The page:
Millman is so bullish on esports, in fact, that Action hired a writer to cover the space on a regular basis this year. Ultimately, it was a bit early, and the company pulled back on coverage due to a lack of audience demand. Expect that to change in the future, especially when DraftKings enables a full menu of esports options. Since entering into the esports arena in 2015, DraftKings has only offered daily fantasy contests for League of Legends, rather than expanding to games like PlayerUnknown’s Battleground, Fortnite or Dota 2. Likewise, FanDuel in 2015 acquired an esports DFS company called AlphaDraft; that partnership quietly fizzled a year later, and today DraftKings’ League of Legends league remains the only relevant esports action in the daily fantasy space. “We are certainly aware of how fast the sport has grown,” DraftKings chief revenue officer Matt Kalish told CNBC. “One of the reasons we believe esports could be much bigger on DraftKings is we haven’t really penetrated to the full breadth of games.” Despite the fact that 2015’s anticipation may have been premature, esports are becoming more popular — and companies hope gambling will push the industry even further.
After growing from nonexistence into an industry that generated an estimated $3.26 billion in customer entry fees in 2017, daily fantasy companies have struggled to attract new users of late. Between DraftKings and FanDuel, which represent roughly 97 percent of the total DFS market, it’s estimated that entry fees will have grown a measly 2 percent in 2018 — bad news for both of the DFS juggernauts. But while it’s likely that the incessant marketing campaigns of both giants have already reached every willing and able sports betting mark on the planet, that’s hardly the case with regard to esports. When esports DFS gets going, watch for the exponential growth of a customer base with disposable income to follow.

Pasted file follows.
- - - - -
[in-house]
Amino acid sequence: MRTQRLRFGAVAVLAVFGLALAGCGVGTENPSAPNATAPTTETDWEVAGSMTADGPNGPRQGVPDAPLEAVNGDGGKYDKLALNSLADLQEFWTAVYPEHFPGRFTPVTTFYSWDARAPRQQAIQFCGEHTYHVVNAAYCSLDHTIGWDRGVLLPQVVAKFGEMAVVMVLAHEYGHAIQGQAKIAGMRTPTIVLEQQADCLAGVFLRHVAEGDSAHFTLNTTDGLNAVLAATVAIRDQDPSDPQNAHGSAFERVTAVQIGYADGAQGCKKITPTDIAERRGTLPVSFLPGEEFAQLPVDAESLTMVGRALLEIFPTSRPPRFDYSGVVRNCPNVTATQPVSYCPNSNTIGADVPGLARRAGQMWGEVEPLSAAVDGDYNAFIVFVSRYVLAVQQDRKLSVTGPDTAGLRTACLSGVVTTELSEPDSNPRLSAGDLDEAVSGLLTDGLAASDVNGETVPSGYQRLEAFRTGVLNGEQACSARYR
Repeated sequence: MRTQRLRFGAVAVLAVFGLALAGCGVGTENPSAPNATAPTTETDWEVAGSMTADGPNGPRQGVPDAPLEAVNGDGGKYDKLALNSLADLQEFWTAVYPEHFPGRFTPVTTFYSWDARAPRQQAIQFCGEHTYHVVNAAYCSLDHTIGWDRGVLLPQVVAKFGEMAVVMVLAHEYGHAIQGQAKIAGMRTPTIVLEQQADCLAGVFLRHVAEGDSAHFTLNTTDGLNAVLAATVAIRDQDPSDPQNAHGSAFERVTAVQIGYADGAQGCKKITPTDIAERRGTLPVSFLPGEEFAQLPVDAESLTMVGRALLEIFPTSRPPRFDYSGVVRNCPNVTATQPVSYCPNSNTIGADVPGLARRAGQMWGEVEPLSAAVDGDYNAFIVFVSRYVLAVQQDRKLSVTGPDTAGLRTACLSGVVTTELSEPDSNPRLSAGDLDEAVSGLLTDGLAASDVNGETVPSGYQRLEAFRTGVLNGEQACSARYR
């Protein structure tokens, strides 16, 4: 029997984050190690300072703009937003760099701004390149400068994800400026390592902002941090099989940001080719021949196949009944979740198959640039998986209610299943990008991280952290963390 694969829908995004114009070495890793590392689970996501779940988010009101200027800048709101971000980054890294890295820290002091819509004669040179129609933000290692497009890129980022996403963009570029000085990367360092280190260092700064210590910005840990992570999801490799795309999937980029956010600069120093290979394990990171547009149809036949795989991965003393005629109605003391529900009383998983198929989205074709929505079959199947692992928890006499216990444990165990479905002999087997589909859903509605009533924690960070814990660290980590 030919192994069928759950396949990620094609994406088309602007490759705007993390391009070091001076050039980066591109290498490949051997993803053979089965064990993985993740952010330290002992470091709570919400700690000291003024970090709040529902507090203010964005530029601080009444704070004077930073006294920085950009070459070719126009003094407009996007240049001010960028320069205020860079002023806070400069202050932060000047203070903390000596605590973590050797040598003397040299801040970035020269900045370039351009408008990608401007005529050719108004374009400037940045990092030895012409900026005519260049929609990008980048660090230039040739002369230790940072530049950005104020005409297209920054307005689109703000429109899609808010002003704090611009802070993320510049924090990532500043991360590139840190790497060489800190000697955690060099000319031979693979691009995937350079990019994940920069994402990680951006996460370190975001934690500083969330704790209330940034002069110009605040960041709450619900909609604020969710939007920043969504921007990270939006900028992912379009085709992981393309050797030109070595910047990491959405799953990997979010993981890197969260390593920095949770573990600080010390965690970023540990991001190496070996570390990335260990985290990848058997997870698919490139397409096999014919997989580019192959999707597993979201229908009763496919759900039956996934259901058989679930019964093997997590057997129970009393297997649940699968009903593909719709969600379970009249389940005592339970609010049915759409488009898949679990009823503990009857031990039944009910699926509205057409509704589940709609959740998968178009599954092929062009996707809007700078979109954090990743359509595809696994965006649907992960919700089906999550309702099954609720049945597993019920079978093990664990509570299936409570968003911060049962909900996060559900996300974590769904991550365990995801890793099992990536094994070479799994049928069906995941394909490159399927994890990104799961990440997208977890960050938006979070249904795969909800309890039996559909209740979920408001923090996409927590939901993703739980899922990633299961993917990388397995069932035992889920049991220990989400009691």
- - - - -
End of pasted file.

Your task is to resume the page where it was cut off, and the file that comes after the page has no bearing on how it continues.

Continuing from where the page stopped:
Disposable income, you say?
“More and more people will start speculating with skin in the game,” says Peter Jennings, co-founder of the fantasy analytics site FantasyLabs and a member of the Action Network. “The [gaming] demographic is getting older and the engagement for esports is off the charts.”
Should American esports fans want to place a wager on the International Dota 2 tournament in Shanghai next year, they can head to the FanDuel Sportsbook in East Rutherford, New Jersey, or the DraftKings’ online book to place a legal wager. As Jennings alludes, gamblers will follow any sport so long as there’s money to be made. And as esports fans age into a more mature demographic, expect sportsbooks to offer more fan-friendly betting options to capture the consumer base.
“The betting possibilities are endless for esports,” says Zach Leonsis, senior vice president of Monumental Sports & Entertainment. “There’s an infinite amount of data to bet on. Once the bookmakers’ technology catches up to the gaming industry, esports live bets could be incredibly popular.” To Leonsis’ point, global wagering surrounding major esports titles was estimated at $5.5 billion in 2016 and is projected to approach $13 billion by 2020.
Players, start your Wi-Fi!